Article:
Together with the requirement of actin to initiate Cav1 inward trafficking (Fig. 1A–C), these results suggest that the actin-linked Cav1 pool may undergo inward trafficking upon loss of cell adhesion. To directly visualize actin and Cav1 during inward movement we induced partial cell rounding in attached cells. Under these conditions, Cav1 spots trafficked from the cell edge towards the perinuclear area, but slightly slower than in response to rapid detachment, and clear internal accumulation of Cav1 was evident only after 50 minutes (Fig. 4G). At this time, Cav1 spots showed a pattern similar to that of twisted actin fibers, frequently in bands parallel to the PM (Fig. 4G), suggesting that Cav1 remains bound to actin during its trafficking from the cell edge and that this is required for the initial stages of inward trafficking. In favor of this idea, patches of endogenous Cav1 and actin were evident in dRecAA cells but were not observed in dKOAA cells (Fig. 4H).
mDia1 regulates Cav1 inward trafficking and organization, the actin-linked Cav1 pool and caveolae formation
To investigate how Abl kinases regulate Cav1 inward trafficking we first focused on pY14Cav1. The levels of pY14Cav1 were similar in dRecAA and dKOAA cells at basal and H2O2-stimulated conditions (Fig. 5A), suggesting that Abl kinases use other effectors to regulate Cav1. The similarity between the phenotypes obtained by depletion of Abl kinases and actin disruption prompted us to test whether actin regulators downstream of Abl kinases are involved in Cav1 inward trafficking. The action of Abl tyrosine kinases in Cav1 inward trafficking is also independent of the Abl effectors N-WASP, cortactin and the Wave/Abi complex, which are actin regulators implicated in clathrin-mediated endocytosis (Boyle et al., 2007; Burton et al., 2003; Dai and Pendergast, 1995; Innocenti et al., 2005; Leng et al., 2005; Lommel et al., 2001), and do not regulate Cav1 inward trafficking (Fig. 5B–E,F,J). Similarly, independent knockdown of the essential Arp2/3 subunits p21Arc (Arpc3) and Arp3 (Actr3) did not interfere with Cav1 inward trafficking (Fig. 5G–J). Thus, despite the clear effect of Cyt D on Cav1 inward trafficking, Arp2/3-mediated actin reorganization is dispensable for this process.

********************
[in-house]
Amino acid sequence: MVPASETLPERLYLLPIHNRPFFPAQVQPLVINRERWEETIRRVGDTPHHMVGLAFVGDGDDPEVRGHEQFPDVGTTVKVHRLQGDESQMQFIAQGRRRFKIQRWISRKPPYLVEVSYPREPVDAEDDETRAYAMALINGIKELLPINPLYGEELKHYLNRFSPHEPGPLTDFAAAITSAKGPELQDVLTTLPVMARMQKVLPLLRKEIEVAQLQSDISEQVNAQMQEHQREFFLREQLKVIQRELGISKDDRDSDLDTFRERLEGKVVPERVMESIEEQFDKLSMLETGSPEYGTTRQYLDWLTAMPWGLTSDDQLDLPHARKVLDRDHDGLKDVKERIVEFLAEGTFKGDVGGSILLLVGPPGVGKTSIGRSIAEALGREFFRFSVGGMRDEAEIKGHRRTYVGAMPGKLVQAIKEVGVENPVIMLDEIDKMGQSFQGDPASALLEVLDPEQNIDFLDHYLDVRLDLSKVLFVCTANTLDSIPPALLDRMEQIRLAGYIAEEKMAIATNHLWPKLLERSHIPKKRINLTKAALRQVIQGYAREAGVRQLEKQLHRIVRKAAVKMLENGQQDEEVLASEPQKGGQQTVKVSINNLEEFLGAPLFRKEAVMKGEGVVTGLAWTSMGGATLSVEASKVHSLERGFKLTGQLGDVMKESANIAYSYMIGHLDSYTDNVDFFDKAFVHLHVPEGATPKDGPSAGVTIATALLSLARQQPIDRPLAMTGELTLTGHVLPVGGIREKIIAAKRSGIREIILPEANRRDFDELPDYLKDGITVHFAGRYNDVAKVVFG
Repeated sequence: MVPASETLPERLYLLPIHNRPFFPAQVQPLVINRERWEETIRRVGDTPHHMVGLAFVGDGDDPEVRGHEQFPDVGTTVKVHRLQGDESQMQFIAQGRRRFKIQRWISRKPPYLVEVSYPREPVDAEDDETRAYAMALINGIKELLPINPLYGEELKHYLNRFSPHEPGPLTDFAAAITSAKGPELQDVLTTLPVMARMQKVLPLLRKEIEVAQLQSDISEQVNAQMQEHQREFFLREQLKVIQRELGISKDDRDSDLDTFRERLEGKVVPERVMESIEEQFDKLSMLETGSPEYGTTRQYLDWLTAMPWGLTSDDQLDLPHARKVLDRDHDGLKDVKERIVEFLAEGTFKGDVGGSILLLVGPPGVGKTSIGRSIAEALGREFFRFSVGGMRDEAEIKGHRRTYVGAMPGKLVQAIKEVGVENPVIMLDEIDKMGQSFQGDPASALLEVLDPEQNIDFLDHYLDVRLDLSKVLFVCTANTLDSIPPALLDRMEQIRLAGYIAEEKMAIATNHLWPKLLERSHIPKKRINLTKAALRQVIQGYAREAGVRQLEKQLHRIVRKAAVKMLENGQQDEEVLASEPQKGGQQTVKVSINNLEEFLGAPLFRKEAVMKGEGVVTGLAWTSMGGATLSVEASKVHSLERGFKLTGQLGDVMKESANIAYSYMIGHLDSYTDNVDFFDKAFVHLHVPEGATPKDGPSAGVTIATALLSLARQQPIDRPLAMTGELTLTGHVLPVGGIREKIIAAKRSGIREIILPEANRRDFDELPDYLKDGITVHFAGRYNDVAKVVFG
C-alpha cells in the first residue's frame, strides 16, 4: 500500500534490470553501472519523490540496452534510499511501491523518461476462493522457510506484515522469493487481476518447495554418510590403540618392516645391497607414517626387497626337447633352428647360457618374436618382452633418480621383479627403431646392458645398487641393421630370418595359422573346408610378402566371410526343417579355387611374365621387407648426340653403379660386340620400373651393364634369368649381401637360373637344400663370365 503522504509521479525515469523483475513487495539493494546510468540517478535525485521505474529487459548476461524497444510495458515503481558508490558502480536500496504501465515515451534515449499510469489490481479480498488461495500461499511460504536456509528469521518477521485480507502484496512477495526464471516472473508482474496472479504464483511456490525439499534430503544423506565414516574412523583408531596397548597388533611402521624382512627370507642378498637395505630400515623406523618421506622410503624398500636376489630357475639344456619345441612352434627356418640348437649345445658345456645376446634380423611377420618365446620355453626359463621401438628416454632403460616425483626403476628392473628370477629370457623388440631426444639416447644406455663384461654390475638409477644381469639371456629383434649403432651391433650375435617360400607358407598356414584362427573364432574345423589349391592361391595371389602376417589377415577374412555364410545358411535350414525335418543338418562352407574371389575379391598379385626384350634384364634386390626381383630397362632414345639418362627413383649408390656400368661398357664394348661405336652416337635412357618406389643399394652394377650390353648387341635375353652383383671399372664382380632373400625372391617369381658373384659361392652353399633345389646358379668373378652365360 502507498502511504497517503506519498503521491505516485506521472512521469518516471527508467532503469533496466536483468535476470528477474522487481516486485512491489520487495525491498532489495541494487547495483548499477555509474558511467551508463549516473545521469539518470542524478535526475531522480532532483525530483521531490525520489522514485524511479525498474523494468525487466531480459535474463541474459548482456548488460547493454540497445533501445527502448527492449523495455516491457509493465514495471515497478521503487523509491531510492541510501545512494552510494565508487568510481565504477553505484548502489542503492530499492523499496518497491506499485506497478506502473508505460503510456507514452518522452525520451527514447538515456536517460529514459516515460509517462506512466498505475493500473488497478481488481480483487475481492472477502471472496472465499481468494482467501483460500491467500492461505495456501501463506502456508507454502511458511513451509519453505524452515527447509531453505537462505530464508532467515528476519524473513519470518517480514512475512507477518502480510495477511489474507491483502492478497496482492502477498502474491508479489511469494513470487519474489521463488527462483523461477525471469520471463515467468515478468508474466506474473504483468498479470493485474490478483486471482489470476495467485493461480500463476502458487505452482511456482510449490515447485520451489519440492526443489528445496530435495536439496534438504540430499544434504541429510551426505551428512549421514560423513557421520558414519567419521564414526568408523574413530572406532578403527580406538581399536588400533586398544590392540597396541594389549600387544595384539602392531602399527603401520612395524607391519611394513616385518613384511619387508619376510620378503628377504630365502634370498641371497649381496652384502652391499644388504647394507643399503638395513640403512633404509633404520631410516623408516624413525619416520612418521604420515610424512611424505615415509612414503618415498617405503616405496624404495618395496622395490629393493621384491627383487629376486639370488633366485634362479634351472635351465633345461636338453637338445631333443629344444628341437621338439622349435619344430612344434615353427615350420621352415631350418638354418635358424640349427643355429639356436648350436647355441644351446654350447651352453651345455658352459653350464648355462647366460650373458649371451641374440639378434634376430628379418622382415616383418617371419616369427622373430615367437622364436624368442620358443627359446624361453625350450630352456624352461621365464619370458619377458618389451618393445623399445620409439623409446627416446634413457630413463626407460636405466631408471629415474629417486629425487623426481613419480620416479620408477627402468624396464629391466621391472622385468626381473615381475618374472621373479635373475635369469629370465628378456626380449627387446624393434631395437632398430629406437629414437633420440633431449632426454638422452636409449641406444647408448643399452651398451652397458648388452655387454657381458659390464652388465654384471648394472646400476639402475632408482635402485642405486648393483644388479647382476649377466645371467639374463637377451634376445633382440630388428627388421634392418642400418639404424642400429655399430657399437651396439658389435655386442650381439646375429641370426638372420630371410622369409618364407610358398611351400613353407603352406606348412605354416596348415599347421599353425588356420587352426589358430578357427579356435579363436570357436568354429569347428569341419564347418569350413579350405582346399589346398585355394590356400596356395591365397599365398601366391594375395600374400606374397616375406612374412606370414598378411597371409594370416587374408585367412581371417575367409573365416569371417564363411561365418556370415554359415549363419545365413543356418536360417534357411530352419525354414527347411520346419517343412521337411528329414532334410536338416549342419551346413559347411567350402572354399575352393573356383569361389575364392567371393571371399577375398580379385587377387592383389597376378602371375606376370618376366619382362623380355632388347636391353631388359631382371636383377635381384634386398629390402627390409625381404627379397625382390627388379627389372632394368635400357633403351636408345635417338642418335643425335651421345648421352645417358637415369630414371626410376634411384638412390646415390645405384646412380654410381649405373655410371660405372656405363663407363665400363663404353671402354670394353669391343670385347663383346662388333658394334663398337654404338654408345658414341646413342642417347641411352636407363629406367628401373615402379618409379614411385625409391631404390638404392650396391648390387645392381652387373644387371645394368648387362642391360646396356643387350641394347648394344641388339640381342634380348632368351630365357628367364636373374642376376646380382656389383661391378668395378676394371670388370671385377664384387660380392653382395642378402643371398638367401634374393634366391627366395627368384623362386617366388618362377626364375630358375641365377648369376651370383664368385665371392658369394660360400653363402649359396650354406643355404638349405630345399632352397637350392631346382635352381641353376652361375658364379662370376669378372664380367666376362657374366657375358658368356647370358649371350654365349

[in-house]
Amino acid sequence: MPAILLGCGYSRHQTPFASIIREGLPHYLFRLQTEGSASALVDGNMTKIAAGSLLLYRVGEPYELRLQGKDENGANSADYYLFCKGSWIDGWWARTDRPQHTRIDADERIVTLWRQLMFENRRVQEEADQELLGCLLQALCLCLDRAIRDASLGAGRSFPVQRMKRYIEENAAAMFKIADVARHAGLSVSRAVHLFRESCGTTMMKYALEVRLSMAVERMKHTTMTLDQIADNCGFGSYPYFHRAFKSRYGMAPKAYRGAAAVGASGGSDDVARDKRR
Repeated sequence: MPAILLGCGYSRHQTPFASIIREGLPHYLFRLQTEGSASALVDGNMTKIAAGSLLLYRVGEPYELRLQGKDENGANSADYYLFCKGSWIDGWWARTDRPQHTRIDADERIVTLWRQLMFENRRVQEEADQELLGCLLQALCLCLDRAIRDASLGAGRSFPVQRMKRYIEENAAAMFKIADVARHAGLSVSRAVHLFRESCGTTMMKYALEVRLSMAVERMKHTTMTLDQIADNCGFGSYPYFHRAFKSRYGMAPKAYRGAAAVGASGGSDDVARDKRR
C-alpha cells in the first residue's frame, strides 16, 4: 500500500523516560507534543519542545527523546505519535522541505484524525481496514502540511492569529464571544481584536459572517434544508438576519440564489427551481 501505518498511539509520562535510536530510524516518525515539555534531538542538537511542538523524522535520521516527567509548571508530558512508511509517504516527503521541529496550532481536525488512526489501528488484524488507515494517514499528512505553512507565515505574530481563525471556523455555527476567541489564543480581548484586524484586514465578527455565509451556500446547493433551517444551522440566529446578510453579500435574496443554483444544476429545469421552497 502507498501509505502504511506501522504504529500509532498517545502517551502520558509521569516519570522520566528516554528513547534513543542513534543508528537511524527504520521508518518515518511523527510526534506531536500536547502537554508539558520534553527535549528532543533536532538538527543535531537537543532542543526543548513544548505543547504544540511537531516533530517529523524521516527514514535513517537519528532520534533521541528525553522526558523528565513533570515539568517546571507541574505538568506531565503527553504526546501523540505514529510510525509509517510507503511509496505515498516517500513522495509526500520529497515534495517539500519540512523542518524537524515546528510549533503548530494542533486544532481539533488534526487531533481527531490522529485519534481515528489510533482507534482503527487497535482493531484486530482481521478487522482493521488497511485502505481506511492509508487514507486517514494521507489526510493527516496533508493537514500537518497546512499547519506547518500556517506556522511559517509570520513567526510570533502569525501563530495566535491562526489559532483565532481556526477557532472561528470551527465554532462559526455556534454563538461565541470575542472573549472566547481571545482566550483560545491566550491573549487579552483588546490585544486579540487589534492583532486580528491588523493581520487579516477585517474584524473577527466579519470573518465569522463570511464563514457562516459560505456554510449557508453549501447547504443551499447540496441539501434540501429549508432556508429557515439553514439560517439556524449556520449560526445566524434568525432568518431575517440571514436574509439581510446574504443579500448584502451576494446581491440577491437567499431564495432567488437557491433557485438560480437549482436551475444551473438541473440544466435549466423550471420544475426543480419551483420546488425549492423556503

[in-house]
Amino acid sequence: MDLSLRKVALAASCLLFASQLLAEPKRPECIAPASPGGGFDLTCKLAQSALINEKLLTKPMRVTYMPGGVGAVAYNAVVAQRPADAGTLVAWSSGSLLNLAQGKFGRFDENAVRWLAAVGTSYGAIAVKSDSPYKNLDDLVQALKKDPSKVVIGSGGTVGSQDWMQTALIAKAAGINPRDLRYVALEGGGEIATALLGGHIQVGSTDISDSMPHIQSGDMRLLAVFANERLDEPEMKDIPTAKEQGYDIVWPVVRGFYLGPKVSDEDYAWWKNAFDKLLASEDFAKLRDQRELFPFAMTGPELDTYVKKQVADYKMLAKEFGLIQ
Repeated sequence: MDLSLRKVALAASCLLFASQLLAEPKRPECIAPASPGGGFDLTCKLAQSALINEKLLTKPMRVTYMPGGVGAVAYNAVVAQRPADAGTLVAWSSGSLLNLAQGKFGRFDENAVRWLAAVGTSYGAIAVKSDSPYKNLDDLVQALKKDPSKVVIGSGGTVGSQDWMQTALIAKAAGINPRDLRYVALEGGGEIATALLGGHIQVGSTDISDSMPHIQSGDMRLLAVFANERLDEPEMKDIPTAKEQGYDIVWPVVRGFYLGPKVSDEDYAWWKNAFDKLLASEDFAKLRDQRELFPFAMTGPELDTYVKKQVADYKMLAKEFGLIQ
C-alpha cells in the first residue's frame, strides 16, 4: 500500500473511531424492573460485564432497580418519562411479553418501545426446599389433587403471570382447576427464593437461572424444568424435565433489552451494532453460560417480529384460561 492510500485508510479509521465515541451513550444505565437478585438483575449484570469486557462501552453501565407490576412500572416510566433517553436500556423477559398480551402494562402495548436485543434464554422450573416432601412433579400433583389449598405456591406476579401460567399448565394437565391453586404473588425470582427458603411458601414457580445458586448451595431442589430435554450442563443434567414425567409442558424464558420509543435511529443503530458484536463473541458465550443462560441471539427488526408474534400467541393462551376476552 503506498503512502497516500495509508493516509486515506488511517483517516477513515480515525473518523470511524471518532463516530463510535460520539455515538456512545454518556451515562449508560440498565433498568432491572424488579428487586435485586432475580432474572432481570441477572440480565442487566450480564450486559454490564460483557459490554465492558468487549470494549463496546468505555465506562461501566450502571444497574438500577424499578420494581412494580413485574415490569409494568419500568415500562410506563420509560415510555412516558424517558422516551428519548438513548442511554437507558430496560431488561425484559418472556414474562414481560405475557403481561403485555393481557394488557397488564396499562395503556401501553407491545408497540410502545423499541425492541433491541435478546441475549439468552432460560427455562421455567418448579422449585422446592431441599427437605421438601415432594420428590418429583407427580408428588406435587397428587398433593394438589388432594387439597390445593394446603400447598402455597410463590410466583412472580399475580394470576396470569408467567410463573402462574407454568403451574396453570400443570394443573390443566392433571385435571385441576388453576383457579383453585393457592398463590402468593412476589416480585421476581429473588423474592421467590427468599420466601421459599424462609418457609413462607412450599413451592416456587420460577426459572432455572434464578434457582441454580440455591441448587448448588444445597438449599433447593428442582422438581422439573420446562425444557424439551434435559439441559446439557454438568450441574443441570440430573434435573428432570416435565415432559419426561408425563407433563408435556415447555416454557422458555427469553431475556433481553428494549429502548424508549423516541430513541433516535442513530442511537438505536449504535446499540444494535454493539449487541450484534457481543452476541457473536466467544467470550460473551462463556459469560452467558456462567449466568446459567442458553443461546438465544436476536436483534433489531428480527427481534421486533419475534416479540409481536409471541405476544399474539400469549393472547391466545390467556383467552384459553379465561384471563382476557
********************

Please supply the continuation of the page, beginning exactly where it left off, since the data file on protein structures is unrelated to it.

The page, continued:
Next, we focused on actin regulators of the formin family. In fruit flies, mutations in the formin diaphanous enhance the Abl mutant phenotype, suggesting that these genes genetically interact (Grevengoed et al., 2003). Knockdown of mDia2 and formin1 had no significant effect on Cav1 perinuclear accumulation (Fig. 5K). However, these proteins are low expressed in HeLa cells (Fig. 5L, data not shown), suggesting that do not play a major role in this process.
In contrast, depletion of mDia1 reproduced the effects of c-Abl+Arg depletion and Cyt D. Perinuclear accumulation of endogenous Cav1 was reduced by about 40% (Fig. 6A,B,D). This was reproduced with Cav1–GFP as a readout (supplementary material Fig. S3A,B,D). Off-target effects were excluded with two additional mDia1 siRNAs (supplementary material Fig. S3B,E). mDia1 silencing prevented internalization of the cell-edge endogenous Cav1 pool within the first 20 minutes after detachment (Fig. 6A,C), and Cav1 internalized at later stages remained at the periphery (Fig. 6A,C). Similar results were obtained with Cav1–GFP (supplementary material Fig. S3A,C). Furthermore, cells silenced for mDia1 showed a ∼15% reduction in plasma membrane GM1 levels during suspension time, which was significantly lower than control siRNA transfected cells (∼36%; Fig. 6E). mDia1 depletion also induced clustering of endogenous Cav1 PM spots in attached cells (Fig. 6F). The percentage of bright Cav1 spots (q4 population) was increased by ∼25% (Fig. 6G). Similar to Abl kinase silencing, mDia1 depletion induced an increase in clustered caveolar domains observed by EM (Fig. 2D,F), correlating with an increase in Cav1 clustering observed in immunofluorescence images (Fig. 6F). In addition, mDia1 silencing increased the amount of Rac1 at the leading edge of spreading cells (Fig. 6I,J).
Like Abl silencing, mDia1 knockdown did not inhibit Cav1 z-movement (Fig. 6H). Unlike the effect of disrupting the c-Abl or mDia1, Arp3 knockdown had no significant effect on Cav1 spot clustering at the basal membrane (supplementary material Fig. S2I,J). Actin disruption and suppression of Abl kinases and mDia1 expression thus have similar effects on Cav1 organization and inward trafficking that are opposite to those observed upon Arp2/3 silencing.
To test the effect of mDia1-induced actin remodeling on Cav1 dynamics, we transfected HeLa cells with constitutively active mDia1ΔN3, which induces a parallel array of actin fibers and stable microtubules (Ishizaki et al., 2001; Palazzo et al., 2001). Endogenous Cav1 (but not EEA-1) in mDia1ΔN3-expressing cells strongly co-aligned with stress fibers (Fig. 7A,B,D,E), suggesting that the actin polymerization induced by mDia1ΔN3 holds Cav1 spots in tight association with the actin cytoskeleton (Fig. 7B, enlarged area). Under these conditions active mDia1 increased the amount of stress fibers, which might explain the Cav1 distribution phenotype (Fig. 7C).